One of the thorniest operational issues privacy pros face is classifying data to assess risk. With reams of personal data stored in a plethora of different areas within an organization, identifying and mapping out what is stored, where, and assessing how sensitive it is can be a real challenge.
This was evident less than two years ago during an IAPP training session for CIPT in Brussels. At the time, GFT Technologies CPO Ernst-Oliver Wilhelm, CIPP/E, CIPM, said, “You have to explain that we need to always be reevaluating the existing assets and the existing threats.” KPMG Senior Manager Mark Thompson, CIPP/E, CIPM, CIPT, then added, “And, at the same time, constantly be reevaluating what is considered the most valuable or the vulnerable data.”
Assessing, mapping and classifying all of this data, on a virtually constant basis, is no small task.
Several tech startups are beginning to realize this need and are building technological tools to help organizations – and specifically privacy pros – with it. Last year, we reported on DataGravity’s data-aware storage, for unstructured data sets.
Now add a new startup focused on identifying privacy assets throughout the organization. Israeli-based BigID last month announced a $2.1 million seed round to bring to market what they call an enterprise privacy management platform.
“We were motivated by the level of massive PII breaches we were still seeing,” BigID co-founder Dimitri Sirota told Privacy Tech in a phone interview. “We were also reflecting on all the new privacy regulations – especially the EU’s General Data Protection Regulations – as well as the various enforcement actions in the U.S., particularly with the FTC and FCC.”
Sirota said they wanted to find a “big data solution that focused on governing PII.” The enterprise platform scans an organization’s databases to find exactly where PII is stored along with assessing the risk and usage of that PII. Sirota explained that such a system helps prevent breaches before they happen, and if they do happen, having a comprehensive map will prevent companies from scrambling when dealing with regulators. He said BigID also offers tools to deal with specific requirements from new laws – think GDPR.
BigID co-founder and Head of Products Nimrod Vax said the company takes a different approach than other more traditional services because they focus strictly on identifying PII. He said they locate the most sensitive data through a proprietary scanning technology. It also provides a score to measure data's identifiability. Vax said, after the scan, they can build a data inventory and determine the residency of the organization's identities to assure the correct regulations apply.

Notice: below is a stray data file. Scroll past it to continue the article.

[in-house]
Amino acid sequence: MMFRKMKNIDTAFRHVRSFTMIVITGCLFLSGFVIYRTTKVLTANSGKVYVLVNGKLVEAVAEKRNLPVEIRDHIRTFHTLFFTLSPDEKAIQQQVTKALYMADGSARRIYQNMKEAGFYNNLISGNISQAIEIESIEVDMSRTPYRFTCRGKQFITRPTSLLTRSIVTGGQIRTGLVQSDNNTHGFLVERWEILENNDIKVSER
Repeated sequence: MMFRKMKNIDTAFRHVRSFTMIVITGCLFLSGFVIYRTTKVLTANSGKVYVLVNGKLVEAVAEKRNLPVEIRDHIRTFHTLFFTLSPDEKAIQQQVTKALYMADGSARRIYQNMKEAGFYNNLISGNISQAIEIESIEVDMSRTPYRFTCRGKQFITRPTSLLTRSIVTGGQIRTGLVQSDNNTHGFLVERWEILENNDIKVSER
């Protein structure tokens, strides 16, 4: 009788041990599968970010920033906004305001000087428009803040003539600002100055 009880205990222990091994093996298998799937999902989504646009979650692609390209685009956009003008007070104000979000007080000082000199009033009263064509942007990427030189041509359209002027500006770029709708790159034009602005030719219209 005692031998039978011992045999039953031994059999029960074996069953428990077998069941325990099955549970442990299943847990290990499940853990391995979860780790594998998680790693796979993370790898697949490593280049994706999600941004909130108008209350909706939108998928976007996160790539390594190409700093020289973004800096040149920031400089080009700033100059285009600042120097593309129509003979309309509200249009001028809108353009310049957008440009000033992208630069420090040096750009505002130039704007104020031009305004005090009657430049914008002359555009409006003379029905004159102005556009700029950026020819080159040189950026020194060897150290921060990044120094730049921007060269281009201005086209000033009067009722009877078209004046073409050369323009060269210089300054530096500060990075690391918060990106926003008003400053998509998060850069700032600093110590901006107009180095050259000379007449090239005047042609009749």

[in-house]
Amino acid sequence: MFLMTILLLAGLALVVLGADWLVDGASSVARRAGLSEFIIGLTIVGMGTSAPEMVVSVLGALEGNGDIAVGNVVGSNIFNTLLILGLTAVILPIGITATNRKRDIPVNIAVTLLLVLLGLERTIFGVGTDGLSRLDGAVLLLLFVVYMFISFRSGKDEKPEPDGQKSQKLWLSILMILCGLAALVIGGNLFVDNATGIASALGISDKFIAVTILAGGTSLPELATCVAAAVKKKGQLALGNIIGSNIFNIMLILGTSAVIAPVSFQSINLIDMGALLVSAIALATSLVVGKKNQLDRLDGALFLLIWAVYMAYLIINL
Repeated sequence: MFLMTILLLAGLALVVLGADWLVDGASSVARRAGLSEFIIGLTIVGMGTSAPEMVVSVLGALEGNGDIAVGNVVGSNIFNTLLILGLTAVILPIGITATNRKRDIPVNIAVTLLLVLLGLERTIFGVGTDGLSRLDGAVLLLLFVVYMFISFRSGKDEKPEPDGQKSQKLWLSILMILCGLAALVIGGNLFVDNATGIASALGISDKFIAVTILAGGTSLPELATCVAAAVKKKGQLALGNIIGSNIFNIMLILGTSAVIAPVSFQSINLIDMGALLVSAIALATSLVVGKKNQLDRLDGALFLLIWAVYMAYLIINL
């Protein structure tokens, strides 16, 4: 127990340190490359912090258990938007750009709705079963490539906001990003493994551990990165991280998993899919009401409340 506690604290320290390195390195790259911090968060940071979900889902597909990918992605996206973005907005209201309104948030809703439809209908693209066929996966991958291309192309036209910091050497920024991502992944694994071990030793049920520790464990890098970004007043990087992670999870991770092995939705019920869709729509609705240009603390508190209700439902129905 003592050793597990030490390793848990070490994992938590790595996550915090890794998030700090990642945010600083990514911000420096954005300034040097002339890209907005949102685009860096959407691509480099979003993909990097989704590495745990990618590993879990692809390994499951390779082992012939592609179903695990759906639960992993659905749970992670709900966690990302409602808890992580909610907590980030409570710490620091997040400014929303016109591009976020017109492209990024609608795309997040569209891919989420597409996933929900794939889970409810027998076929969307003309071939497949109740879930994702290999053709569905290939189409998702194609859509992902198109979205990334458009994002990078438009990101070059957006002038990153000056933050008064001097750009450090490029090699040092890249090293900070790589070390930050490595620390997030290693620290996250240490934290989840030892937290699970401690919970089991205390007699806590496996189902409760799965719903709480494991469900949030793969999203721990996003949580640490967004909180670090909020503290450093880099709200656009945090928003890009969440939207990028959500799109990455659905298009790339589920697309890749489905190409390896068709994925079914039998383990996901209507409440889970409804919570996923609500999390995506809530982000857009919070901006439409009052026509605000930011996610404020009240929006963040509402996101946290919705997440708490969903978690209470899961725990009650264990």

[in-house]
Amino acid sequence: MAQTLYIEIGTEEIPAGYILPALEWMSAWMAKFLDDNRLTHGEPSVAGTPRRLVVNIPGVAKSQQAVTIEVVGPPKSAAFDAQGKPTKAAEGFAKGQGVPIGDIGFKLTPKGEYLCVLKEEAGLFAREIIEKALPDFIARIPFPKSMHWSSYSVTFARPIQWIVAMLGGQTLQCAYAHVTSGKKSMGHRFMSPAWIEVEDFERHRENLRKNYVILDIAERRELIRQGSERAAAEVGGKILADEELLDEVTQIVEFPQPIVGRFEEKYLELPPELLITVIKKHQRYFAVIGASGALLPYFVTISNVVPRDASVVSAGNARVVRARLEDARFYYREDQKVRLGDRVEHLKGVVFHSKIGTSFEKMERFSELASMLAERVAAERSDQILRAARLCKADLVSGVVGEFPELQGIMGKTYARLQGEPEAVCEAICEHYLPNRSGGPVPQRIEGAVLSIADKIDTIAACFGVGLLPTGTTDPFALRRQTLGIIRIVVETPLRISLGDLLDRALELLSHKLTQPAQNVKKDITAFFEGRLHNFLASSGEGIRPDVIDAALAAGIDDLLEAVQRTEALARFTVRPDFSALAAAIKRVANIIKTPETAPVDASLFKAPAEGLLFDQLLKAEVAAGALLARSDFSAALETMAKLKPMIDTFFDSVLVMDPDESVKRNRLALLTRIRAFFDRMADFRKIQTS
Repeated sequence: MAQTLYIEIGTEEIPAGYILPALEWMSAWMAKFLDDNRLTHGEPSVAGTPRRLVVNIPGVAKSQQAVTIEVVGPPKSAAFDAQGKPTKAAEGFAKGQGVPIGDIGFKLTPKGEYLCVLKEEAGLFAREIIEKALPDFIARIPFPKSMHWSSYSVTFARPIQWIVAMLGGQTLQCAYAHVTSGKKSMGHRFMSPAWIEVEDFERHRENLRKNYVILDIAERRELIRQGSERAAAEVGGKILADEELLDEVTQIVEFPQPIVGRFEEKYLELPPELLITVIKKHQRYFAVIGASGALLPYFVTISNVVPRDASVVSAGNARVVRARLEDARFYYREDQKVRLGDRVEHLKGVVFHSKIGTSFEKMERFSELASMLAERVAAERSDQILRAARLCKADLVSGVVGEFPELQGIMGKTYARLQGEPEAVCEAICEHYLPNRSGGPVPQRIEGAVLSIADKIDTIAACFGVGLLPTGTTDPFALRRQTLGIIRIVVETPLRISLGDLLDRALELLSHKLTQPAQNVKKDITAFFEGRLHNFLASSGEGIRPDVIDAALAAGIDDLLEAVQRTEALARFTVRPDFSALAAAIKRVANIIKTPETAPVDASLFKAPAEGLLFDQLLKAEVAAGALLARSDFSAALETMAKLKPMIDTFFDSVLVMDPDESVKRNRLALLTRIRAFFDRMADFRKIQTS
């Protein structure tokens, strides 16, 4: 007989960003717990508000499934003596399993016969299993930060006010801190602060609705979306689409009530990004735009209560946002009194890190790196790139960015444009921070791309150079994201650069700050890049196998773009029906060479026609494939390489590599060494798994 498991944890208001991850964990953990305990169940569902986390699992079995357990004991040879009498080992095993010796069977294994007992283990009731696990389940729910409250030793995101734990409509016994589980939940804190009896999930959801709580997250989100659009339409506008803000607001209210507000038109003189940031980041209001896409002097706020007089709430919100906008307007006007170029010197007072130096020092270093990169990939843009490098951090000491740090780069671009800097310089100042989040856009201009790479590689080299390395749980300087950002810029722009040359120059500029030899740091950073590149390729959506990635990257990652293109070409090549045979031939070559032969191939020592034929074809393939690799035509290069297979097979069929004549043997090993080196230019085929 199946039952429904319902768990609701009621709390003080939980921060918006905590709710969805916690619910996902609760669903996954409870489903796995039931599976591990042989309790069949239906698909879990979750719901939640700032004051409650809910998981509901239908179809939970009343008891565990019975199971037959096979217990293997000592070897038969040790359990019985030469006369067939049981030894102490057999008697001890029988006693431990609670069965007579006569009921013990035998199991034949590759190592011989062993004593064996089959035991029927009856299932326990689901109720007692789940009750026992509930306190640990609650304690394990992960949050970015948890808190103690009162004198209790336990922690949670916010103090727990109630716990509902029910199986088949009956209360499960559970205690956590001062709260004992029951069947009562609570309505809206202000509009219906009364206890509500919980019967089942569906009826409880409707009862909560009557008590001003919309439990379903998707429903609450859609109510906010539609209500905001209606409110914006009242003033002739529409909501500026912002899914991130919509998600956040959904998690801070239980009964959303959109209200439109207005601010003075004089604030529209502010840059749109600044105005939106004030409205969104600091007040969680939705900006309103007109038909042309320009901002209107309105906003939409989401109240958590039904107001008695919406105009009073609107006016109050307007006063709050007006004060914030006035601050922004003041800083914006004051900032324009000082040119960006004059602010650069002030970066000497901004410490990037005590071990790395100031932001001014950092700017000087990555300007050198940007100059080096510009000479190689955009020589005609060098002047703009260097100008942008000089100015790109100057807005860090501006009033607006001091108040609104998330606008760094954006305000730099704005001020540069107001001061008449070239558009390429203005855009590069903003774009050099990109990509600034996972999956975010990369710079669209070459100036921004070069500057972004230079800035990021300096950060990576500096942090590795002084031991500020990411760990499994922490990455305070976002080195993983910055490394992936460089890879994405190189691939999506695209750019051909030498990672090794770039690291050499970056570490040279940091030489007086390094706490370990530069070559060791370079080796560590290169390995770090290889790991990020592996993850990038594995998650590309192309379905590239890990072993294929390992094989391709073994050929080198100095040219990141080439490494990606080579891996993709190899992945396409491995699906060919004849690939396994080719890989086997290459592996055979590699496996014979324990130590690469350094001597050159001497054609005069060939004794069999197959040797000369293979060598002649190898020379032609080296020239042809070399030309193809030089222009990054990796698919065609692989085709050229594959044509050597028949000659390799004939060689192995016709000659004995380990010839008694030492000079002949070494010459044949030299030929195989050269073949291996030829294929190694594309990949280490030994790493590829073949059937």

Vax also said if an organization does get breached, faces an audit or an investigation, they will know the impact and scope of what kinds of identities were affected. That way, companies can give more accurate information to a regulator or auditor. He pointed out that the scanning process is relatively quick and can give an organization a snapshot of their stored data. But companies can go further with BigID and build a more holistic map of stored data - what is being access and by whom, what is stored or shared and with whom, and for how long it's stored. Then a privacy officer can add the legal context that is needed to complete the data mapping process.
Sirota pointed out that BigID is not a consultancy. "We work with auditors," he said. "We are a products company and our software is used inside a company's data center." He said their software scans primary and secondary databases. "We mine your data as little or as much as you want," but he also pointed out that "the more data we get, the more analysis we can do" for the client.
BigID's scan can produce three different maps, Sirota explained. The identification map help users understand what data belongs to what user and what regulations would apply to that user. A second map - call it a risk map - provides a glimpse into the varying risk factors of stored data. "We do this because we want you to focus on high-risk data so you can respond and react" to the riskiest information. Finally, a third map demonstrates how stored data is used by various applications.
CPOs may be dealing, said Sirota, with a board of directors or outside counsel, and often have to depend on their IT teams to generate information on laying out where and what data is stored. "Think about our tool as equipping three groups to align and get the job done quicker, with no spreadsheet or word docs, whatsoever," he said.
In terms of security, BigID only uses its software on an organization's premises and does not duplicate any data. "We don't increase the amount of PII," Sirota stressed. He said their solution is also flexible for an organization's needs. So, for example, if a company only needs to scan where their data is, BigID can do that quickly as well as provide a risk map. But other organizations may want more analysis, and BigID can offer that solution as well.
"Privacy is still in its infancy," Sirota said. "If you look at our solution, it provides a degree of maturity so that organizations can deal with complex privacy issues. It's important that privacy departments receive the level of investment and maturity. Our tool can help."
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